Abstract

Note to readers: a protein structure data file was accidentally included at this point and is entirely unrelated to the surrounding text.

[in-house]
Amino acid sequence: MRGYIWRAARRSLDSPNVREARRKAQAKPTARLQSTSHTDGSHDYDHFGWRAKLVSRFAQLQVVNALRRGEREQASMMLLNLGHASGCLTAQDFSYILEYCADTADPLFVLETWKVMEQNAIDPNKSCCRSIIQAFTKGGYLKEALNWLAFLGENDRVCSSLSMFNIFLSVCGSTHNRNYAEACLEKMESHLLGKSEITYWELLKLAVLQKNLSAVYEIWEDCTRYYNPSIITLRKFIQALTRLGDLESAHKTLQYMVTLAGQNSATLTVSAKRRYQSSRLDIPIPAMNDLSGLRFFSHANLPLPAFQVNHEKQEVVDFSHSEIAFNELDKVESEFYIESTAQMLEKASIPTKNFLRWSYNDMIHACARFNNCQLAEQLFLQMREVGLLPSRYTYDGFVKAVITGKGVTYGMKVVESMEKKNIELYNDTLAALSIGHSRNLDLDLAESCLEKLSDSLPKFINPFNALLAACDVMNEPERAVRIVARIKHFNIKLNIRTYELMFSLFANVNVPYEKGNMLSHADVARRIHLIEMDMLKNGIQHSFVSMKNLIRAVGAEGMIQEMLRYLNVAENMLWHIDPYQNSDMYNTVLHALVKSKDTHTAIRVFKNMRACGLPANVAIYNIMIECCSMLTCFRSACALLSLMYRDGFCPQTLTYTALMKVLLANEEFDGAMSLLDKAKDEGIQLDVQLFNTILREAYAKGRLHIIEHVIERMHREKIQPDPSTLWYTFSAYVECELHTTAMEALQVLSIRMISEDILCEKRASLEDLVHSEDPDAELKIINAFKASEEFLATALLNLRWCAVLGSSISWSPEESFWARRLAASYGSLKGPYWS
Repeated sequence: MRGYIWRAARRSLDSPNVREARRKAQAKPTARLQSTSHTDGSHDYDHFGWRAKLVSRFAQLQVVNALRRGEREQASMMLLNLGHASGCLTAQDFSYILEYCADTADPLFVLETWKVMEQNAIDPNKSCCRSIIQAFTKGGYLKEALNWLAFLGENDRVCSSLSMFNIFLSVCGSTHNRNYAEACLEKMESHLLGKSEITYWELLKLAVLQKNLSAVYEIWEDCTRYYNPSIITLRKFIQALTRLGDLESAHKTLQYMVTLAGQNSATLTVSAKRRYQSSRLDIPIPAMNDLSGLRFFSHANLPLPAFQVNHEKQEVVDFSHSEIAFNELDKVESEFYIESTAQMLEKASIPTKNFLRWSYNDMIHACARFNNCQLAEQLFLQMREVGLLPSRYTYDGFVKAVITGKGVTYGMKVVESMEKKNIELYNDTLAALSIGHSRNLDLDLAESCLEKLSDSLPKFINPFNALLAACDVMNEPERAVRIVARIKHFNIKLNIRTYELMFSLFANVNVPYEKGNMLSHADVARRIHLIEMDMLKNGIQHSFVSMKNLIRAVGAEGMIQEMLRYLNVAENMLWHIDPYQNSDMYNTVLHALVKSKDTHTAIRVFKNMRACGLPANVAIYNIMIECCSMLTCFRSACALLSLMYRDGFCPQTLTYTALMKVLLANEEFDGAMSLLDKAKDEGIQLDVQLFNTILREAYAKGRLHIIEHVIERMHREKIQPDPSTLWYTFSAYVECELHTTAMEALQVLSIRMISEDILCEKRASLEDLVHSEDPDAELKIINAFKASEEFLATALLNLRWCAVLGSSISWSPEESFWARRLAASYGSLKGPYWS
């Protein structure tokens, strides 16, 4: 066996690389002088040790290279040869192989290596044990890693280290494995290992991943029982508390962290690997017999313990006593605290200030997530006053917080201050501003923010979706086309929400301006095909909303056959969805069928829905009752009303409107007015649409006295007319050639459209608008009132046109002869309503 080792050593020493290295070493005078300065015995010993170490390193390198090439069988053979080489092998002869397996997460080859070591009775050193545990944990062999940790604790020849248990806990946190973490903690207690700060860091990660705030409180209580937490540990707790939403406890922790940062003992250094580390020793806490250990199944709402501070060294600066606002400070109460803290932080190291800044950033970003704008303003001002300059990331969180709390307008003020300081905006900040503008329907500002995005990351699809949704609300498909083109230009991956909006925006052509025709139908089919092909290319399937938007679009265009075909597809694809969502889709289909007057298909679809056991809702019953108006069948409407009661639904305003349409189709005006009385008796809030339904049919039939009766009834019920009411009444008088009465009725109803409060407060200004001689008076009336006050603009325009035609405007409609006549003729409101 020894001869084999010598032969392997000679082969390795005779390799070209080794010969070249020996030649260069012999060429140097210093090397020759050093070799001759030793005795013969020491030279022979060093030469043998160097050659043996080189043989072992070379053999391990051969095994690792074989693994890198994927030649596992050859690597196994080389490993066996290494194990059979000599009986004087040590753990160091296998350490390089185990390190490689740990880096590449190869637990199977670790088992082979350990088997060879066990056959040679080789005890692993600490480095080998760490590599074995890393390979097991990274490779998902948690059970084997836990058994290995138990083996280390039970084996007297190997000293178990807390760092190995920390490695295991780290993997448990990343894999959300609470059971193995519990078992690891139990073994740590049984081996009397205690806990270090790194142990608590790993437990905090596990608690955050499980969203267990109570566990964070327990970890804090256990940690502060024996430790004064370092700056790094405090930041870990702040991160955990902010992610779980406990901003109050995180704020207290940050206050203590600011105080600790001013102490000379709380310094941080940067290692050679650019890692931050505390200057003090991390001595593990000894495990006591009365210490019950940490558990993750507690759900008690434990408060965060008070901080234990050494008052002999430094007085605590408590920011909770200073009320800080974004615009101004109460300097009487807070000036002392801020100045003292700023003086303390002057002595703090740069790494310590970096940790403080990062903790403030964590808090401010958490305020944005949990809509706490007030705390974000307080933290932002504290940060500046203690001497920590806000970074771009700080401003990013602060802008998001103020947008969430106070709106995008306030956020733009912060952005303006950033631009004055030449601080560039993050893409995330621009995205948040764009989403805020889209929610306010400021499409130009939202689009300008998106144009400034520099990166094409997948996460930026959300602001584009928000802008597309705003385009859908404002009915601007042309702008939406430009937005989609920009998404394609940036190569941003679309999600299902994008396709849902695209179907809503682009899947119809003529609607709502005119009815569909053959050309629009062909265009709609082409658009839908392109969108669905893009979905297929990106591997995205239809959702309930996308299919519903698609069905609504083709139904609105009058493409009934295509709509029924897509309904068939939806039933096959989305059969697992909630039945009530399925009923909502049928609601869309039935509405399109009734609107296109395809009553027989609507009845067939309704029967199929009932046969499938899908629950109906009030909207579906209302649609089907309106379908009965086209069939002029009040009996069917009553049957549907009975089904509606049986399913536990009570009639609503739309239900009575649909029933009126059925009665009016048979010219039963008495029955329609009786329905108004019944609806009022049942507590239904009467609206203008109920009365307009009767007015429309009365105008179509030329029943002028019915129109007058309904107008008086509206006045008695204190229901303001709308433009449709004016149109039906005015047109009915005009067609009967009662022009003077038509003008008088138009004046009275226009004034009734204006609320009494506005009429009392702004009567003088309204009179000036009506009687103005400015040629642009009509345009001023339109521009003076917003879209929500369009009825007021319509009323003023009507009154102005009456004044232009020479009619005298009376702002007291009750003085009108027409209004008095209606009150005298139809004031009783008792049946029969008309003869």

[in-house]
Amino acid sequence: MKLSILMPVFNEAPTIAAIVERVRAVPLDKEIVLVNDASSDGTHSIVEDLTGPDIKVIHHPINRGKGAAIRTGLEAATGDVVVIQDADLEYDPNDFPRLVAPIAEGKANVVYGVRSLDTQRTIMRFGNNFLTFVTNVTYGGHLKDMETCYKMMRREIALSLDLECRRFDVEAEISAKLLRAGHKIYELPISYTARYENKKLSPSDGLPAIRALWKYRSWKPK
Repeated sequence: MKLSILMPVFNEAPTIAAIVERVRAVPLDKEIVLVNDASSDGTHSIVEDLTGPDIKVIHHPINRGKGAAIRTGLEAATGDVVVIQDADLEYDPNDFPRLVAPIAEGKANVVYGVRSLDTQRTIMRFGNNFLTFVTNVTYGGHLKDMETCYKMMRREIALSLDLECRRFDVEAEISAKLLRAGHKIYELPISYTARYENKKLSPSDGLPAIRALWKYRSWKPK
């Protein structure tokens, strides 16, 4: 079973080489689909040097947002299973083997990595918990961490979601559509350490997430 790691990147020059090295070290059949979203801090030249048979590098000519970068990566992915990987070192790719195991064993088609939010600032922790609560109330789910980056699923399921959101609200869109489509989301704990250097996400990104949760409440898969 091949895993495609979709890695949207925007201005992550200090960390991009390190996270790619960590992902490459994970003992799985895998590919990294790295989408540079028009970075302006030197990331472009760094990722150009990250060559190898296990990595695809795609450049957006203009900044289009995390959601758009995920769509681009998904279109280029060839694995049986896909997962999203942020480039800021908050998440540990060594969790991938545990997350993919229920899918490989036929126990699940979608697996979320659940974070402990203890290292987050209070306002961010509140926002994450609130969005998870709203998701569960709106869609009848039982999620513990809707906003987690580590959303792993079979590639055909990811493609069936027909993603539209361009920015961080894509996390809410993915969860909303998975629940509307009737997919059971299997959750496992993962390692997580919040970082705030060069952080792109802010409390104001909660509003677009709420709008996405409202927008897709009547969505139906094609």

North American terminal Pleistocene mammal extinctions are the subject of a long-running scientific debate. Although the role of climate has figured centrally, we lack clear knowledge of the timing and nature of terminal Pleistocene climate variability. Herein we document lengthy terminal Pleistocene drought in the southwestern United States (USA) using δ13C and δ234U effective moisture proxy data in speleothem calcite (stalagmite FS2) from Fort Stanton Cave, New Mexico, supplemented with age data from pool basin shelfstone speleothems from the Big Room in Carlsbad Cavern. This terminal Pleistocene drought, defined by a sharp rise in both δ13C and δ234U values, began just before 14.5 k.y. ago and lasted at least until 12.9 k.y. ago, when it was briefly and only mildly interrupted by the Younger Dryas. The timing and length of this drought (∼1500 yr) match the Northern Hemisphere Bølling-Allerød oscillation preserved in Greenland ice cores and exhibited in the δ18O record of stalagmite FS2. Rapid transition from cool moist Late Glacial to warm dry Holocene-like climatic conditions was likely unfavorable to many species of Pleistocene mammals in the southwestern USA. A climate-induced extinction implies that this last glacial cycle and its termination were more extreme than previous glacial cycles and/or glacial terminations.

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